Sound Design & Sonic Arts
September - November 2011
Let there be sound. This blog was created to archive my thoughts, musings, findings, rants and such during the process of conducting my honours year college projects and my life beyond…. Anecdotes, moaning and comma splicing ahead.
The initial week has been scary. Our year has been tasked with organising a sonic arts exhibition. Should be simple really: find a venue, setup the exhibition, get people through the door, they have a good time, they tell all their mates to come down, get said people to fill out questionnaire, derig, collate data, report findings back to blog and lecturer, goto pub. Right? Easier said than done. First problem: I need an idea.
I (and the rest of our group) require an exhibition space complete with audience. Having been informed that it’s in our best interests to find a viewing space outside college grounds, we set about contacting galleries. We quickly found that even the smaller galleries had a waiting time of several months to several years. Several of the venues we scoped out had very interesting reverbs and other sonic properties; which almost seems a worthwhile project in itself: touring spaces and capturing acoustic properties, with the possibility of importing them into a DAW for later use.
Good news: I have a concept. A reasonably workable and multifaceted concept. It’s going to be some type of demonstration involving Binaural virtual 3D soundscape simulation type thing. The main idea revolves around capturing and reproducing several realistic (binaural) soundscapes - the obvious problem being how to easily allow an audience to experience the auditory phenomenon in an interactive manner. Looks like my coding skills are going to be useful.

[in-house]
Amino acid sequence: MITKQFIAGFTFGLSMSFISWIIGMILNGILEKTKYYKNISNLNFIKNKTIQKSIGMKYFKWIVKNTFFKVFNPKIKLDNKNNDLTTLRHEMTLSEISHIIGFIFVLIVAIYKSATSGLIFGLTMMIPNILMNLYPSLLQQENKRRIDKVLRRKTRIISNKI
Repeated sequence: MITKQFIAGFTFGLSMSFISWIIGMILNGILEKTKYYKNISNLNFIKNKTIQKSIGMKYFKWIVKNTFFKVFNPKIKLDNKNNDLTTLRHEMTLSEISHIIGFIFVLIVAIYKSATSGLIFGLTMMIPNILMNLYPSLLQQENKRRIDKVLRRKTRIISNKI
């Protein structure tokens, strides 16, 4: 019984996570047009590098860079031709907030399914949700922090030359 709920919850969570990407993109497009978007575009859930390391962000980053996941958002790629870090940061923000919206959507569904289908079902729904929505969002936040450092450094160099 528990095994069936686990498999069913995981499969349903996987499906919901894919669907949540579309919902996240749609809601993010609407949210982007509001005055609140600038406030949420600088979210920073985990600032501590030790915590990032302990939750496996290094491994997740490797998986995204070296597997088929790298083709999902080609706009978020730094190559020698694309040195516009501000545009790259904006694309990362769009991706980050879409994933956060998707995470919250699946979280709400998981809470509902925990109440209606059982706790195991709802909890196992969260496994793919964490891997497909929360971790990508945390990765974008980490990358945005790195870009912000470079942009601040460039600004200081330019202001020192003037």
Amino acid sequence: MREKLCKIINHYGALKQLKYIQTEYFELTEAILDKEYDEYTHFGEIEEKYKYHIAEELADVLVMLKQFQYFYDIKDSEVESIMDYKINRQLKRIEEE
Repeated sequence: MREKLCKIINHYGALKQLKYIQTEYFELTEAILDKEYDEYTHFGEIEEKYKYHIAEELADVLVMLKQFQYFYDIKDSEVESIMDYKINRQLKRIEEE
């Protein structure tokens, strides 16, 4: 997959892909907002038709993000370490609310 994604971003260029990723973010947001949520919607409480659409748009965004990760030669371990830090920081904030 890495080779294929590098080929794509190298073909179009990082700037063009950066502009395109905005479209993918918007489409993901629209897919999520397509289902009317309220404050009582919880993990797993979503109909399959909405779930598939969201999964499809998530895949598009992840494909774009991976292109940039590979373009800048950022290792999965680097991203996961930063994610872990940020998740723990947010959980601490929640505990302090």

I referred to this unit as Sonic Arts, even though I’m doing a BSc, not a BA as my adviser occasionally reminded me. I honestly enjoyed going out into various locations and performing my binaural recordings (with in-ear microphones and an H2 Recorder). It opened up my ears so to speak. Forgive me if I’m mis-quoting, but I believe David Huron wrote “Sound is all around”. While our brains filter out everyday sounds (the Aspie brain does not, but that’s something else entirely), the binaural recording process brings the unnoticed audio kicking and screaming into the forefront of human conscience.
I have been sat on the bus, in a pub or in a shopping mall and just thought to myself: “This would be binaural gold, if only I had my recorder with me for this helicopter/outside gig/percussion recital/bar room brawl/drugs bust complete with ten police cars and dog squads all around the street…” I hope the audience find the binaural audio as engaging to listen to as I did to produce.
The feedback has been positive, and criticism has been constructive. If you came on down to the North Inch campus to see our work, a very big thank-you to you. If you didn’t then why not? While everyone agreed that the sounds were very realistic, there were a few who commented on the sourcing of the audio materials. In hindsight, perhaps there could have been a larger array of source sounds - given a bigger time frame to capture them in. One comment in particular was that there could have been a slight variation, i.e. several cafes in addition to the pubs, different types of music in different venues, and shopping malls in addition to the kiosks - you get the idea. All these will be coming in version 2.0.
Something else I considered for version 2.0 - as well as the virtual pub crawl - was the Aspie Simulator, which allows NTs to experience what sensory overload feels like. I believe the NAS has already produced something along those lines.
You can download my binaural audio sampler (for 32-bit Windows desktop) complete with binaural Wave-audio samples: Click Here to download my binaural player.zip [64 Megabytes]. Unzip/expand the folder to your hard drive then double click “Supersonic.exe” to launch.
NOTE: This only works with headphones, not speakers.
Note: If you do not use Windows, you can still listen to the binaural wave audio files on your computer, provided you use headphones.
Sources: Audio-vision: Sound on Screen by M Chion, Spatial Audio by F Rumsey & Sweet anticipation: Music and the psychology of expectation by D Huron. I believe there’s also a Derren Brown video on YouTube featuring a man who can “see” by clicking his tongue to create sound impulses that reflect on obstacles in his path, if you care to look for it.